In 1957 Vance Packard published a book called The Hidden Persuaders. Written at a time when consumerism and brand marketing were taking off, at the early age of Mad Men, he decried the use of advertising and brand marketing to persuade and manipulate consumers through subtle, psychological practices. His premise was that marketers used research to identify human weakness, and then manipulate them into buying things they don’t need.
“At one of the largest advertising agencies in America, psychologists on the staff are probing sample humans in an attempt to find out how to identify, and beam messages to people of high anxiety, body consciousness, hostility, passiveness, and so on.”
This was the era of mass marketing, when TV ads were broadcast into our homes, with their jingles and funny characters. These ads were omnipresent and became part of our culture in ways that seemed innocent, but were always designed to sell. A lot of those ads were annoying, some were highly entertaining, and we accepted them as part of the contract – to get television programming for free, we would be OK watching the ads.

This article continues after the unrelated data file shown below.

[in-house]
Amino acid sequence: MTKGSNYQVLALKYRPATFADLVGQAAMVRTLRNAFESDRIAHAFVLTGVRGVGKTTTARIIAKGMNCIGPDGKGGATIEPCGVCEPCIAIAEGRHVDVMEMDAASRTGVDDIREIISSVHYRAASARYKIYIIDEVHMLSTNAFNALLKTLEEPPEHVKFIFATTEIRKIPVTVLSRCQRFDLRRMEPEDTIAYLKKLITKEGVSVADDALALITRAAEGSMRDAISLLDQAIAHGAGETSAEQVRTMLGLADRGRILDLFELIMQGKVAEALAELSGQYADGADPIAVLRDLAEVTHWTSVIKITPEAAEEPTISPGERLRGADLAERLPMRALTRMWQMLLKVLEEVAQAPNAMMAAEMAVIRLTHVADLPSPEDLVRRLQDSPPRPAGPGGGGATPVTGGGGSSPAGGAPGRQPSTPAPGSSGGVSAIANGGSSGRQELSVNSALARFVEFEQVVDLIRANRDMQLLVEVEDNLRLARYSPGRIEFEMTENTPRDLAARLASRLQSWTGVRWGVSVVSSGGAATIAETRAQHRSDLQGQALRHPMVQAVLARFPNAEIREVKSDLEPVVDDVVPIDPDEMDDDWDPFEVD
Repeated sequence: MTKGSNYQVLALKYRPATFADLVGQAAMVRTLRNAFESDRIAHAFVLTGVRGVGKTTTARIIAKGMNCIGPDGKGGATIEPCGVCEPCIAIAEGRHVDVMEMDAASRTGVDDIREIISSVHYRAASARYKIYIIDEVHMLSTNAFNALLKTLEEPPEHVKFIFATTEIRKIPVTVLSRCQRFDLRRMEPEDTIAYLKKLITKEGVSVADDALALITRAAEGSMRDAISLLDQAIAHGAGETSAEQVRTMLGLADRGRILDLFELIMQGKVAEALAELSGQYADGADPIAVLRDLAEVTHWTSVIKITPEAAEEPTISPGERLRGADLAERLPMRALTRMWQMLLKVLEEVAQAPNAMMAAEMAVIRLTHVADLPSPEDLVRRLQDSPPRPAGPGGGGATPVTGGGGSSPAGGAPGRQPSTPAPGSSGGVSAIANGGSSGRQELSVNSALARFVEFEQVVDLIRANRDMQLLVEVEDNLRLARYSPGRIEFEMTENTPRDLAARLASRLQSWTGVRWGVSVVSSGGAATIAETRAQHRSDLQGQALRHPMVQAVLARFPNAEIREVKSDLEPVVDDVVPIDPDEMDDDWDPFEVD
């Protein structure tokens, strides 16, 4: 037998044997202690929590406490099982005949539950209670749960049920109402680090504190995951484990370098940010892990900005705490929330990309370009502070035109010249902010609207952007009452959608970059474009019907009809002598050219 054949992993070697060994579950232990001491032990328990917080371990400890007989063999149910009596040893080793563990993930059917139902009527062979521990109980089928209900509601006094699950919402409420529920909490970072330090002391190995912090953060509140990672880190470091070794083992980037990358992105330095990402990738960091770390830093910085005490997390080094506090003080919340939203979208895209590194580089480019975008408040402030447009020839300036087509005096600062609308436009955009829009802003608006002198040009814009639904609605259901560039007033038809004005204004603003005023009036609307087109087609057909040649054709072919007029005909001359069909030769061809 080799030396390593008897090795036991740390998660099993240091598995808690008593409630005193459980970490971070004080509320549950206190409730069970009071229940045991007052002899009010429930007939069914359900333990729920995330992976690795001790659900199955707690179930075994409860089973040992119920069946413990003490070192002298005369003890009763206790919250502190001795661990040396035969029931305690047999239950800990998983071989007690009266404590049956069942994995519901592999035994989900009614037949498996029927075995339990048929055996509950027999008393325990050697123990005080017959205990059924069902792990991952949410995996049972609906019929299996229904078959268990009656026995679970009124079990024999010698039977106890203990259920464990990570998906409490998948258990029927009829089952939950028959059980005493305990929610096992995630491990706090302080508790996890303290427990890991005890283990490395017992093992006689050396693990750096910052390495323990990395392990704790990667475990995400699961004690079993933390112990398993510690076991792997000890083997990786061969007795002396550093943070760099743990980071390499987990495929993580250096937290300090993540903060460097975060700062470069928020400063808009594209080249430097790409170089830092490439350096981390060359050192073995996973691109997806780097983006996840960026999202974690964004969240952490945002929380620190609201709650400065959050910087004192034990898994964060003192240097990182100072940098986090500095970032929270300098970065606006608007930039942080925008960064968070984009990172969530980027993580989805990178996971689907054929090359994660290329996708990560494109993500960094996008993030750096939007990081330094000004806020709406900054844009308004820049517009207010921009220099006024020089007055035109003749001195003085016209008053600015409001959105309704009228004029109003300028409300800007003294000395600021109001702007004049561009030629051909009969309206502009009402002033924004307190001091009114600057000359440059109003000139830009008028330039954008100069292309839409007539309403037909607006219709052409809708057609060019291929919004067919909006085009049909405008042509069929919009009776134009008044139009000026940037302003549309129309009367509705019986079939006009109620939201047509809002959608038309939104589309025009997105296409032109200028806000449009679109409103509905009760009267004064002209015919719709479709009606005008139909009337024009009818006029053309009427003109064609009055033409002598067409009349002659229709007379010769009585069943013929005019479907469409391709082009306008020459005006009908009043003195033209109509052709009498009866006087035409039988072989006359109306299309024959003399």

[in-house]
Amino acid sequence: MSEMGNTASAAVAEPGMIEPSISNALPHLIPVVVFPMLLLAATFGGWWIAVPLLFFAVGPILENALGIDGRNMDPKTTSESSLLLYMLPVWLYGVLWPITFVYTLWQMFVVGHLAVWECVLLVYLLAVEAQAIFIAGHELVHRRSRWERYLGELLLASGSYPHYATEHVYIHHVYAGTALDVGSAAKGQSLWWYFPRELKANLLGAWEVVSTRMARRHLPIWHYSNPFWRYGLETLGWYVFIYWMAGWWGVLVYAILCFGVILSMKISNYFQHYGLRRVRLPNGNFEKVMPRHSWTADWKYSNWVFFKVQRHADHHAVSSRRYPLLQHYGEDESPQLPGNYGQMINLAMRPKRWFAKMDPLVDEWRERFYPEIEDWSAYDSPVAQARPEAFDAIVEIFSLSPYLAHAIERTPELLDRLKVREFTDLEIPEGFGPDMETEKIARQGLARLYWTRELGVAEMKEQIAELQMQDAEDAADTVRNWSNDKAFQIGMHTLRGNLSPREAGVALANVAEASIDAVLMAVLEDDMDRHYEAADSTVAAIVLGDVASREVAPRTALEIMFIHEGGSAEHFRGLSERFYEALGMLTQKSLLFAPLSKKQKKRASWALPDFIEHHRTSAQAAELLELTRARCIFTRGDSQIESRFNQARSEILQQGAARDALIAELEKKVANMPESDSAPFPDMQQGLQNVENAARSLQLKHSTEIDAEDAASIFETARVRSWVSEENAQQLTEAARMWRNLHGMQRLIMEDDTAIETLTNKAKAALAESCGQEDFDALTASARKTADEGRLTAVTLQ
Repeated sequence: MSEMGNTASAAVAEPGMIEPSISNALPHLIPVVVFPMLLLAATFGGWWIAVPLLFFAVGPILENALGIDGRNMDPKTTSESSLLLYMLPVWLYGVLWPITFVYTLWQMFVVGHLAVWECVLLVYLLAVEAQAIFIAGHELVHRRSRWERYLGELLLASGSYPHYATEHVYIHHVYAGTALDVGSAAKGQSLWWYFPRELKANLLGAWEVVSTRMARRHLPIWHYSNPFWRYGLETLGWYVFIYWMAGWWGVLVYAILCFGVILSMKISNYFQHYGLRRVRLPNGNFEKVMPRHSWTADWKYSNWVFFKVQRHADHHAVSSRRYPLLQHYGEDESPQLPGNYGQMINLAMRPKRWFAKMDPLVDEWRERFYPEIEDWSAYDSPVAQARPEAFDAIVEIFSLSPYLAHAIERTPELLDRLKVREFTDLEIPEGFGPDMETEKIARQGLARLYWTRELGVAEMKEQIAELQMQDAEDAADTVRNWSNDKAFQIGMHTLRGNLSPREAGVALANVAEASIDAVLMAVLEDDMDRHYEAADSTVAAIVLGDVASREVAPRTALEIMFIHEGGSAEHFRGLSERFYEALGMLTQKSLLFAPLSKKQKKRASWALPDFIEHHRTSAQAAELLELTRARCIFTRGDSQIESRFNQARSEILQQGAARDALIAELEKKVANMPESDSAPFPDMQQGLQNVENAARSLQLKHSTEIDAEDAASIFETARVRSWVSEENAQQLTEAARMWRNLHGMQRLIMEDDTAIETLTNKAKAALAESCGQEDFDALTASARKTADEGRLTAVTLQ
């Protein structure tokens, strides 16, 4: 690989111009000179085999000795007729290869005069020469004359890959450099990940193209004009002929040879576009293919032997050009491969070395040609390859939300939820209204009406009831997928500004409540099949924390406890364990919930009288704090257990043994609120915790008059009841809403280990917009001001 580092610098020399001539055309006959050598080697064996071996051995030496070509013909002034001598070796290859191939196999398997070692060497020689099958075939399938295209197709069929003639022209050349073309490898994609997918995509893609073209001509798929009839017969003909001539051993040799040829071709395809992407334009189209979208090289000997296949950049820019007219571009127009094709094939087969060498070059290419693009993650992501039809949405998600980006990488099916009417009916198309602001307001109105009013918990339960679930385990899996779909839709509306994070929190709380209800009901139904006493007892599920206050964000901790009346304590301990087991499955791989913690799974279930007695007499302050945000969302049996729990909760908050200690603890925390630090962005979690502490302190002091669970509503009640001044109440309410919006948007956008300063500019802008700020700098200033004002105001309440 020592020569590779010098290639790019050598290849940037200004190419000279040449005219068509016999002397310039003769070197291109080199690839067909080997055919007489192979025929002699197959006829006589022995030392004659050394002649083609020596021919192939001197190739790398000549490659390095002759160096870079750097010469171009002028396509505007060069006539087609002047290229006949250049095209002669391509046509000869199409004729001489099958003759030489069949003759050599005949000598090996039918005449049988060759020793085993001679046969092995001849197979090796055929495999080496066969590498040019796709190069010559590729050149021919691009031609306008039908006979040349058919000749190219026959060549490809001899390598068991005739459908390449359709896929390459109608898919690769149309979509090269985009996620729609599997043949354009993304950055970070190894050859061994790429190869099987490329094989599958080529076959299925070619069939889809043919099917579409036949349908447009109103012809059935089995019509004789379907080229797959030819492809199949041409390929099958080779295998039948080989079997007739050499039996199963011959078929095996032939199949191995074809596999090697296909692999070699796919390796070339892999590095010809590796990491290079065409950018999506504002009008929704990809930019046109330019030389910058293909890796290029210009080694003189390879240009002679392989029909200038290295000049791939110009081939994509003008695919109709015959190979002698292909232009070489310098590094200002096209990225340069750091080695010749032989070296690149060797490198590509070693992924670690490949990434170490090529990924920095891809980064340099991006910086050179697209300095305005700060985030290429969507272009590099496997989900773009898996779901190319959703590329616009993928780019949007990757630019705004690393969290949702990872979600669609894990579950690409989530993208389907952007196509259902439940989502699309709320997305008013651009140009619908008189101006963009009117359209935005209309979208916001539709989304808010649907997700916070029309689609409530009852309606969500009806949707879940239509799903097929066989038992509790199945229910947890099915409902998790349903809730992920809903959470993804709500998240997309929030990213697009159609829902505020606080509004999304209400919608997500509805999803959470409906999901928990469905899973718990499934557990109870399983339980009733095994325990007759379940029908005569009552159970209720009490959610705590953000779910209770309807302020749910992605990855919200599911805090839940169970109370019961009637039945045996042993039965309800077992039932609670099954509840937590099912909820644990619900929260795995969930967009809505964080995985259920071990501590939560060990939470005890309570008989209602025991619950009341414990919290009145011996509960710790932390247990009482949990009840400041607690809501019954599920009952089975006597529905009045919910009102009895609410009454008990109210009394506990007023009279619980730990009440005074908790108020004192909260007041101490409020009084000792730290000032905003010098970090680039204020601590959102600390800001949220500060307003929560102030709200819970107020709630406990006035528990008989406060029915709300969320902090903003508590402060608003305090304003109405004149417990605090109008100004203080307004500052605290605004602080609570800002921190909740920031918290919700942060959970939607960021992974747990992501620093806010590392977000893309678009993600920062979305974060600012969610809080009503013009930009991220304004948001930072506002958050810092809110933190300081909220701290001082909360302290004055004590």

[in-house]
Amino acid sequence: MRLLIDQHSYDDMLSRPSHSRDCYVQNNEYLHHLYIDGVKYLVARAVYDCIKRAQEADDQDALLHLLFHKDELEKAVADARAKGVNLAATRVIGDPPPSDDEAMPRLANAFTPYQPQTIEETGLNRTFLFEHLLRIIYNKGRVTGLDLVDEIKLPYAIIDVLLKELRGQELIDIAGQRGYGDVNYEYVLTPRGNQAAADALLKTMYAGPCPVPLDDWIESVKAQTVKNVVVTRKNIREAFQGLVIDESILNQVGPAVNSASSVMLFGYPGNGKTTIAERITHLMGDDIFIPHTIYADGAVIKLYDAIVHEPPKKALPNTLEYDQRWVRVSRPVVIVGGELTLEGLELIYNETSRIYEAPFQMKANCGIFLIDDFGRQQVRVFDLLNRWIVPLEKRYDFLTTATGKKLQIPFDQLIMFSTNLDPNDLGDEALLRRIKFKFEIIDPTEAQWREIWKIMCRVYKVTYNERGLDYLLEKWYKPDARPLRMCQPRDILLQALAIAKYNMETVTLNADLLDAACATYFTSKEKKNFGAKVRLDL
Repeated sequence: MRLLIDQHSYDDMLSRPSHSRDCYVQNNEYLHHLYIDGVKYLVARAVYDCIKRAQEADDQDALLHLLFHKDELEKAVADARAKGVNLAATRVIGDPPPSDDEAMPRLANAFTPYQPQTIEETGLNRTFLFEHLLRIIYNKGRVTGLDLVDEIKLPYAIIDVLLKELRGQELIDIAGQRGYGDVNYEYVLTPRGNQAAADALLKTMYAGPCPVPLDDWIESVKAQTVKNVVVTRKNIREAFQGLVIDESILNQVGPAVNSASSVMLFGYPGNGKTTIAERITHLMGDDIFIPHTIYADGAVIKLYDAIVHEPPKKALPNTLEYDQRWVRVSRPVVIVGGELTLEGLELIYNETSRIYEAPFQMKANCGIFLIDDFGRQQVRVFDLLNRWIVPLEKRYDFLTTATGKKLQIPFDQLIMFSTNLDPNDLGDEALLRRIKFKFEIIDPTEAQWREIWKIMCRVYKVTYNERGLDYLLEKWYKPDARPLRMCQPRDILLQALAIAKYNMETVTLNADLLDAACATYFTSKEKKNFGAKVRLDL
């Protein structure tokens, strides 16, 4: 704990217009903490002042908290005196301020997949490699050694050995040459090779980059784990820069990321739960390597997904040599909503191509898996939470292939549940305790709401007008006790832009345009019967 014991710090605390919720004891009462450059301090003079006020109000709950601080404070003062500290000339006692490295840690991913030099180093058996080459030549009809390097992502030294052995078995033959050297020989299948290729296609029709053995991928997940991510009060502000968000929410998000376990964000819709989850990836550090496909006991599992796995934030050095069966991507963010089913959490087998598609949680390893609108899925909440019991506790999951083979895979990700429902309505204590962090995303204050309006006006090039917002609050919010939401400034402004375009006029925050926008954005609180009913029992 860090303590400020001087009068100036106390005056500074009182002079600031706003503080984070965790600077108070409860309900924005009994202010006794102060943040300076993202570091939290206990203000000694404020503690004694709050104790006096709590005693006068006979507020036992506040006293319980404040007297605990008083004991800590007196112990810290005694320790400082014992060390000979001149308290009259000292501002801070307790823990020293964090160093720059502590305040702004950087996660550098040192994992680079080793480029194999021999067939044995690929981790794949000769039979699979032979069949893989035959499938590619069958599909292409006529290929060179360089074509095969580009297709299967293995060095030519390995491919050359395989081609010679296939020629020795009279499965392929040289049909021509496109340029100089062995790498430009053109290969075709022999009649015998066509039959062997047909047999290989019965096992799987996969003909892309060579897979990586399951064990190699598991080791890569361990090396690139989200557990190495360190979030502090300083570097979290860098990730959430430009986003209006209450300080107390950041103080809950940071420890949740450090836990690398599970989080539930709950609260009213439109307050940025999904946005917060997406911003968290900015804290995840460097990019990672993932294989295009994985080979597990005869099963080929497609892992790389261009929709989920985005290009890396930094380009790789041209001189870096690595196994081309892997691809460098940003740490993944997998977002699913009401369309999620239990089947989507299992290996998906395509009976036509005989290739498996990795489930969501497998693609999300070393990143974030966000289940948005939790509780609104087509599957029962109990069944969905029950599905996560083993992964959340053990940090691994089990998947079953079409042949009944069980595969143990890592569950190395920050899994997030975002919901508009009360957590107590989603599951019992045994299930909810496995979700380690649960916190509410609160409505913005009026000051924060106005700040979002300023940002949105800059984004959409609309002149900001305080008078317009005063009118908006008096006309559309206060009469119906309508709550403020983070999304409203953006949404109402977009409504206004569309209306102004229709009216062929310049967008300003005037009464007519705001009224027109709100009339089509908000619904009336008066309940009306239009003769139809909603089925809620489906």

It was so simple back then.
Funny thing is that I actually met Vance Packard when he came to speak at my college. He was shy and quiet, hardly a doomsayer for the evils of advertising. And I went on to enjoy a long career in advertising. I did think a bit about his book, but I never quite believed his premise. As I practiced advertising for many years, I learned a few things that persuaded me that his premise was a bit too alarmist. First, it wasn’t as easy to manipulate people as he suggested – we weren’t that good. Second, if we used research the right way to understand and address consumer concerns, we could actually serve their needs better. Third, some marketers do try to manipulate or hard sell, but that usually only works one time – because if you don’t address a true need, you won’t get repeat business. Fourth, there were plenty of lawyers and regulators who established guardrails for what we could and could not do. And lastly, most of the people I met in advertising were good, funny, regular people who were simply trying to get a message out in an entertaining way that would help to sell a product. We didn’t sit in a room trying to figure out how to persuade people to buy something they didn’t want. So I became comfortable that while advertising is selling, it wasn’t really manipulating. Certainly no more than purveyors of magic elixirs and tonics in the 1800’s. As long as everyone understood caveat emptor, it would turn out alright.